Alyce Parker (Odeya Rush) dies after leaving a grocery store to go home one day. Her death shocks the family, and crushes her husband Frank (Bill Sage). He is left with three children to care for: his eldest daughter Iris (Ambyr Childers), his second daughter Rose (Julia Garner) and his young son Rory (Jack Gore). The Parkers are a quiet family, well-respected by the town and very religious. They work hard and they give a lot back to the community. The family doesn’t really mingle with the rest of the townsfolk. The Parker family’s new neighbour Marge (Kelly McGillis) lends Frank a hand with Rory, but later he decides that Marge needs to back down.
There are strange disappearances all around town and some neighbouring states where young women go missing. Deputy Anders (Wyatt Russell) is looking into a family’s fears as to what is going on when their daughter is also reported missing. Doc Barrow (Michael Parks), whose daughter disappeared a few years ago and has never surfaced, finds a bone by the riverbed after a rainstorm, and takes it up with Deputy Anders when Sheriff Meeks (Nick Damici) doesn’t really pay any attention. Meanwhile, behind closed doors Frank rules his home in a whole unexpected way. Religious and strict, he has the children fast for their specific meal. Now that Alyce has passed away, her duty falls to Iris to take over. The family carries a dark secret with them – the missing girls are dead. The Parkers have one which is killed an intricately prepared, almost ritualistically, for the family’s meal.
Iris and Rose have big problems when it becomes their duty to slaughter and quarter the girls. Rose is dealing with a whole new terror when she thinks that Iris will run off with Deputy Anders, who seems to have carried a flame for her since they were in school. Iris is attracted to him, too, and it seems that the girls understand whatever their family is involved in is not good. Frank seems to feel that his family is pure and perfect, and he loves his children, though he is incredibly disciplined and stern. However, between Deputy Anders and Doc Barrow, they begin to dig too deep and uncover more things that cannot simply be explained away, and Doc Barrow starts to make connections and draw conclusions he shouldn’t be doing.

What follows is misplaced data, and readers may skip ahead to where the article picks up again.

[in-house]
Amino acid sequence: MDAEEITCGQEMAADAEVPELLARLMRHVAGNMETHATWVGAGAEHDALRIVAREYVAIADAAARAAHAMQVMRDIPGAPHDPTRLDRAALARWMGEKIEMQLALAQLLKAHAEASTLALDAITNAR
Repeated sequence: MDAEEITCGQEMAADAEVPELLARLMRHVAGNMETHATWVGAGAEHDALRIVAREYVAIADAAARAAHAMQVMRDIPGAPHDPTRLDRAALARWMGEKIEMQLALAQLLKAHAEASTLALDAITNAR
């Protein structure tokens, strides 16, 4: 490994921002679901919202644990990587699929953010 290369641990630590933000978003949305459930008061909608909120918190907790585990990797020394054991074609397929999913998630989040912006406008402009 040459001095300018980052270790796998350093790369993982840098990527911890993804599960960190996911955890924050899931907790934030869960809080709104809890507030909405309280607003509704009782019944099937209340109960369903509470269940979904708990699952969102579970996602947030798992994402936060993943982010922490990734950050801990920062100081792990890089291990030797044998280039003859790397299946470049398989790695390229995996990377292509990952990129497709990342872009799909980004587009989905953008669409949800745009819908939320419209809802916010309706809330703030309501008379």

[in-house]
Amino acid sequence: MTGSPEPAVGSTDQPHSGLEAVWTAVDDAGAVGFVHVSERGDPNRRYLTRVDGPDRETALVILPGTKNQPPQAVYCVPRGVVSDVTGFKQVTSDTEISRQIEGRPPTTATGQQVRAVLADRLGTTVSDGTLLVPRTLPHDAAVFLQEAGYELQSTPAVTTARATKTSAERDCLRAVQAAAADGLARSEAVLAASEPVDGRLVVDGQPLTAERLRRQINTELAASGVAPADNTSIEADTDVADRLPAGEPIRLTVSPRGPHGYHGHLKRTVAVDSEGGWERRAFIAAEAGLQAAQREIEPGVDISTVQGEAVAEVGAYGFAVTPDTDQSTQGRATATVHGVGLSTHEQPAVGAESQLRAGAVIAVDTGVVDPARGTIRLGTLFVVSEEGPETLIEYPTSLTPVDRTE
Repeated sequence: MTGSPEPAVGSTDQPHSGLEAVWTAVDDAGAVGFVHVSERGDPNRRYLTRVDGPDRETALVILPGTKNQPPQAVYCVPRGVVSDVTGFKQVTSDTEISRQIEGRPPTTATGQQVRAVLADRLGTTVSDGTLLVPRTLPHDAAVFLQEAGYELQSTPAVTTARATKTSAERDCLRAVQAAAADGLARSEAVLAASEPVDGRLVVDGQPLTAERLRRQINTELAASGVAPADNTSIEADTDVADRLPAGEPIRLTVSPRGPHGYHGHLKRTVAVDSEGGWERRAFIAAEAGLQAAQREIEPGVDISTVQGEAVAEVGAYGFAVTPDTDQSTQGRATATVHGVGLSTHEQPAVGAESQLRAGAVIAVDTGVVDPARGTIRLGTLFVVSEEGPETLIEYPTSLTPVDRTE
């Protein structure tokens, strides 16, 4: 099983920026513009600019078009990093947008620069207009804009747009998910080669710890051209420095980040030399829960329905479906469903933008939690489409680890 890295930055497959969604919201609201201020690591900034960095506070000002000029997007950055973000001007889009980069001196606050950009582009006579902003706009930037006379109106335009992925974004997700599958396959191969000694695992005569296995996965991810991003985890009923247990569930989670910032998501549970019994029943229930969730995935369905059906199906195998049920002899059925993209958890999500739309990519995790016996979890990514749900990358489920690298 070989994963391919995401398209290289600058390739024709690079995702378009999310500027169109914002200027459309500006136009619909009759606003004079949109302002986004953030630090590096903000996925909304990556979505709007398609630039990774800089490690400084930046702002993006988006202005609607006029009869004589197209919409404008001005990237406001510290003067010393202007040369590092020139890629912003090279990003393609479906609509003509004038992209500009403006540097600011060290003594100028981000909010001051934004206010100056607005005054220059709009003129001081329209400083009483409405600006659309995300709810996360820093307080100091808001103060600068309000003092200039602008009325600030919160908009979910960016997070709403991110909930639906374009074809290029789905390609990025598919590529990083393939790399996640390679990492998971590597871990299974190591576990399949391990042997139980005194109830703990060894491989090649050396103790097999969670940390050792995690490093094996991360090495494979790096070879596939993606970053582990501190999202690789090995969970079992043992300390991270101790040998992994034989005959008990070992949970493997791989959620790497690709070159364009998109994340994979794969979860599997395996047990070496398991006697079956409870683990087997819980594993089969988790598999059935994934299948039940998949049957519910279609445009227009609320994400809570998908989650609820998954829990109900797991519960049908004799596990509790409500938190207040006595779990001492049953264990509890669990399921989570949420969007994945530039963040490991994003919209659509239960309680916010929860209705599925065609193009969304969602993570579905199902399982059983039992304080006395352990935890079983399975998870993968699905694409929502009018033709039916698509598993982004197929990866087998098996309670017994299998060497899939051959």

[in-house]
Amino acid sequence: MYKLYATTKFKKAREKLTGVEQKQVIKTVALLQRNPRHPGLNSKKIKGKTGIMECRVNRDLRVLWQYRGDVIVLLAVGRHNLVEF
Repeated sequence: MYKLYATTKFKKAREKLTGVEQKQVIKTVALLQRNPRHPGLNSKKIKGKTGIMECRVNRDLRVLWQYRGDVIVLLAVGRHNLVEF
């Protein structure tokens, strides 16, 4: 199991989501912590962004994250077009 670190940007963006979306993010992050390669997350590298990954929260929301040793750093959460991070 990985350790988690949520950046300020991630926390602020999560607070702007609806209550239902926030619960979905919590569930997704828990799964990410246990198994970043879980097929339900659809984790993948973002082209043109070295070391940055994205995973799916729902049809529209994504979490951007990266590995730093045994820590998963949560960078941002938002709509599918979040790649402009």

Will the Parker secret be washed out with the rainstorm? Will the town figure out what has been going on in their little community for so long? Will Iris and Rose be able to continue with the family heritage? How will Frank react to everyone digging around? How strong is his connection to the world he lives in, or has he totally lost the plot? Will the girls stick around and continue with the line, or will it be passed along, moved away from them?
An 8/10 for We Are What We Are. This movie was slow paced but not enough to irritate me, and I feel for what it was it was laid out very well. The premise was interesting and extremely messed up. Julia Garner and Ambyr Childers were fantastic to be the daughters of such a loopy man. The entire way through the movie you wonder what exactly is going on, and the atmosphere itself lends to that sense of foreboding. When it all kicks in it is a rather disgusting story but so well told and keeps you hooked from the off. The psychological aspects of the film really engrossed me. I think that everyone was wonderfully cast, but Bill Sage as the father really stood out for me and needs his very own mention. He truly stole the show every minute he was on screen. The film looked beautiful too and was shot really well. This movie was interesting and nasty at the same time but it was good, and I would definitely recommend it for viewing!